My colleague Jerry sent over this clip from a CBS interview with Alan Greenspan, who was talking about his new book “The Map and the Territory” after spending two years looking back through economic data to try and figure out why huge crashes were so hard to predict.
One conclusion – they didn’t know how to model irrationality and other human variables that don’t fit neatly into classical economics and efficient market theory (which assume people are always rational). “It became very apparent to me that we misunderstand how systematic fear is,” he said. “The fear that led to panic selling and the euphoria that inflated the housing bubble were not factored into the Federal Reserve’s computer models.”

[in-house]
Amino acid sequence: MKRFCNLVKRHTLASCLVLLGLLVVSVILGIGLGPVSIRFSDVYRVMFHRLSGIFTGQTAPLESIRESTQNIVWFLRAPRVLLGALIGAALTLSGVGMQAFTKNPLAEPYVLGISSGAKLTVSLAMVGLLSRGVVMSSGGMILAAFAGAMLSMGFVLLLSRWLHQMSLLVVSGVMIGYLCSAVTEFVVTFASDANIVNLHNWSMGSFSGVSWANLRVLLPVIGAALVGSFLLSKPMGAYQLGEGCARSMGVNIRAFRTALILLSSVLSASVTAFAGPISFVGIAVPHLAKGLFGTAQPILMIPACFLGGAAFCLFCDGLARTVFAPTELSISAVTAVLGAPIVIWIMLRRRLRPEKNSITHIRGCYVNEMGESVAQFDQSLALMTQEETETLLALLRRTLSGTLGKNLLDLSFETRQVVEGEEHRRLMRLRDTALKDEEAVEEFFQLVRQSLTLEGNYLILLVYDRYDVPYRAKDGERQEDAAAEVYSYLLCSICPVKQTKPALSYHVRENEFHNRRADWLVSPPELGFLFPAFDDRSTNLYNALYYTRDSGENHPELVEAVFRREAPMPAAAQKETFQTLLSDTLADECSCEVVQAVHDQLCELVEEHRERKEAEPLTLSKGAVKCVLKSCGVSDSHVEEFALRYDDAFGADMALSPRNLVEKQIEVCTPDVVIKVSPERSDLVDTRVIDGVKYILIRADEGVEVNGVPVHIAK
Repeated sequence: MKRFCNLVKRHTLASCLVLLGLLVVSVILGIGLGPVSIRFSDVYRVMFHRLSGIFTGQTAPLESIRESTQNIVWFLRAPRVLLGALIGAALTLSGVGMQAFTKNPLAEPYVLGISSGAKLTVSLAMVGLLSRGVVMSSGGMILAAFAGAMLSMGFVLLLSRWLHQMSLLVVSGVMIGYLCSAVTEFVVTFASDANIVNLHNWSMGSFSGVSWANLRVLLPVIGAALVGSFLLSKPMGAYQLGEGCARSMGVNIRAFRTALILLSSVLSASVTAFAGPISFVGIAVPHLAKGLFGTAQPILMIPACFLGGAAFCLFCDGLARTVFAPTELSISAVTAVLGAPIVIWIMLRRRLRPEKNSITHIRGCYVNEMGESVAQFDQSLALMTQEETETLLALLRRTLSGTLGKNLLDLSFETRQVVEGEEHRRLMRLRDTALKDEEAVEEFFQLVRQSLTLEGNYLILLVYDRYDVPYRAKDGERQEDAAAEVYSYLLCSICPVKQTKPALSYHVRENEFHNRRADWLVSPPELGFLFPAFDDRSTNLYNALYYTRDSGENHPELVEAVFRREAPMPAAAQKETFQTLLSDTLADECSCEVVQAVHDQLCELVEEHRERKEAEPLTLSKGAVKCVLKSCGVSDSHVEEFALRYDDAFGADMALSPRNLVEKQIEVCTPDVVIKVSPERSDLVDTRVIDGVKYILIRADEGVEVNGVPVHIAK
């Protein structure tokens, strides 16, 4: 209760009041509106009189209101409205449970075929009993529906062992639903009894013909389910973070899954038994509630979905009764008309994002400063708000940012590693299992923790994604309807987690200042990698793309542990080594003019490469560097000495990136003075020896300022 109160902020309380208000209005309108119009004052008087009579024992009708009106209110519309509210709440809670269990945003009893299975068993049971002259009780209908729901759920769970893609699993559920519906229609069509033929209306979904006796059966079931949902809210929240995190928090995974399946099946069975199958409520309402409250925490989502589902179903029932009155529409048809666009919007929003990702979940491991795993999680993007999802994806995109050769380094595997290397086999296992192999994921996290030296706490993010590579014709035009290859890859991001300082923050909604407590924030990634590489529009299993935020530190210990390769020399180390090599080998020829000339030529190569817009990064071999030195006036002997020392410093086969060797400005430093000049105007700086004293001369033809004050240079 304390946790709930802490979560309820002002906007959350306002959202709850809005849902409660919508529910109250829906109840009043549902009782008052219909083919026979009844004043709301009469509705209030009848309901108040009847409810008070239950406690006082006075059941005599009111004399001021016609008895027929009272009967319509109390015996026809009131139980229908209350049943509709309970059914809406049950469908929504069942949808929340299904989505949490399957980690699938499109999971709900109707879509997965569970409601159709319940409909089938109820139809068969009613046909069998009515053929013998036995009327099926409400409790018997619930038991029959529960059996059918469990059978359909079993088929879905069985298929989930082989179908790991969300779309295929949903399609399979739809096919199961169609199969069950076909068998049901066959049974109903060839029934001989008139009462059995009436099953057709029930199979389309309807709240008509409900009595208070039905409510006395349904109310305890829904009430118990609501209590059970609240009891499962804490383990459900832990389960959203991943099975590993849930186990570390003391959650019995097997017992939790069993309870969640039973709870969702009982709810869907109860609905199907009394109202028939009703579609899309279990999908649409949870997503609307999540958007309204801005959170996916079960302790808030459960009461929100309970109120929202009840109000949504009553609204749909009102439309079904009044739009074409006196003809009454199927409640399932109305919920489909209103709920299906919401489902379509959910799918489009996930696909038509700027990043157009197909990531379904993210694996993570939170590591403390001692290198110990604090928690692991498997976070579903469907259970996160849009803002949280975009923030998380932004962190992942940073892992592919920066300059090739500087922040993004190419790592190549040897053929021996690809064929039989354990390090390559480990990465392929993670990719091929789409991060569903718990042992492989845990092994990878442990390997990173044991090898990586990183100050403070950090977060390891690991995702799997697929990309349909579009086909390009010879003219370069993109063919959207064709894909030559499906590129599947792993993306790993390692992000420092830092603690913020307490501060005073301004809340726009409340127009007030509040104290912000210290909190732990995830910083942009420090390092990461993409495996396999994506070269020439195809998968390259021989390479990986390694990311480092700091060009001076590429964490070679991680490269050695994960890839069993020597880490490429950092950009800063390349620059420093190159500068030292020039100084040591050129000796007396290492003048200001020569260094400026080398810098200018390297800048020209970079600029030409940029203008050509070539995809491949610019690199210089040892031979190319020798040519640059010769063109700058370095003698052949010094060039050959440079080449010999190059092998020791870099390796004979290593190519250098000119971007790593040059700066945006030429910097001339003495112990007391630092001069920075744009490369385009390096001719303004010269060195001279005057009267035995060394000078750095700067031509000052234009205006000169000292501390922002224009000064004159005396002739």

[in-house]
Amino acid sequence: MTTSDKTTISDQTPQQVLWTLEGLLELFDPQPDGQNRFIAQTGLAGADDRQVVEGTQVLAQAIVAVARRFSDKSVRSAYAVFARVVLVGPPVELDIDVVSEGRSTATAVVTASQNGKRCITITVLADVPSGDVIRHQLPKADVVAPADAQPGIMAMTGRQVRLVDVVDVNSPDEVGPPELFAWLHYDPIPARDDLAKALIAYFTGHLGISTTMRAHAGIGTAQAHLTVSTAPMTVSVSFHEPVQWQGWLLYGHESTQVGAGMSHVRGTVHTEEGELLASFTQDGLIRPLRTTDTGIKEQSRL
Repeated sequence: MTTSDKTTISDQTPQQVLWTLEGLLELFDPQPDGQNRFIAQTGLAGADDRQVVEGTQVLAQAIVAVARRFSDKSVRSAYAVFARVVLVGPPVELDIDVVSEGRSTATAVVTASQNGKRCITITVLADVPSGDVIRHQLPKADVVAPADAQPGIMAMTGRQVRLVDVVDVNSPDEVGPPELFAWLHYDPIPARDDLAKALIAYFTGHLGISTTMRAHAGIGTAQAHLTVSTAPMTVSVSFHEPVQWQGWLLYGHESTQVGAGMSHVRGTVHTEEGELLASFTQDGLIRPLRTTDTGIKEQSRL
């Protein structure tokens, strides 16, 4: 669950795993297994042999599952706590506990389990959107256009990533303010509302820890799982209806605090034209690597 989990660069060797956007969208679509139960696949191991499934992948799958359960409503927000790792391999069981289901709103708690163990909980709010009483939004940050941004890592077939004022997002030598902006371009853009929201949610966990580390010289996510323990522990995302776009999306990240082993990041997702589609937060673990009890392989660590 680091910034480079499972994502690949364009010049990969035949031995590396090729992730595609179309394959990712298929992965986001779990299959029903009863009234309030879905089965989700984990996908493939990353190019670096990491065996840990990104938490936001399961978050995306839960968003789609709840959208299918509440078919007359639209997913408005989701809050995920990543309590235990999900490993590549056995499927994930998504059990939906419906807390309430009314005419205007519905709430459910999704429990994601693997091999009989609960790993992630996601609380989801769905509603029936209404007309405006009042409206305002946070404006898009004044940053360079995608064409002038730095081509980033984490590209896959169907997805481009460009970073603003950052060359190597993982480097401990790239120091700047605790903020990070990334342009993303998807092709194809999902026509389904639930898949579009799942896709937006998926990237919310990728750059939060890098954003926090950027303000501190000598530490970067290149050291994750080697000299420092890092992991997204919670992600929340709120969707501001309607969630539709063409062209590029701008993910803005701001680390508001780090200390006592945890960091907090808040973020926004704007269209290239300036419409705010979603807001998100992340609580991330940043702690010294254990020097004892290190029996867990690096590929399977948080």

Greenspan used to believe irrational behavior could not be projected or analyzed. Now, he says, “I was wrong.”
“You think you can put human behavior in a model or in an equation?” Mason asked.
“In fact, you can measure it,” Greenspan replied. “Because if you look at the business cycle, for example, euphoria drives it about, and then fear collapses it. And you can take one example after the other, and they look alike.”
Even irrationality can have predictable patterns.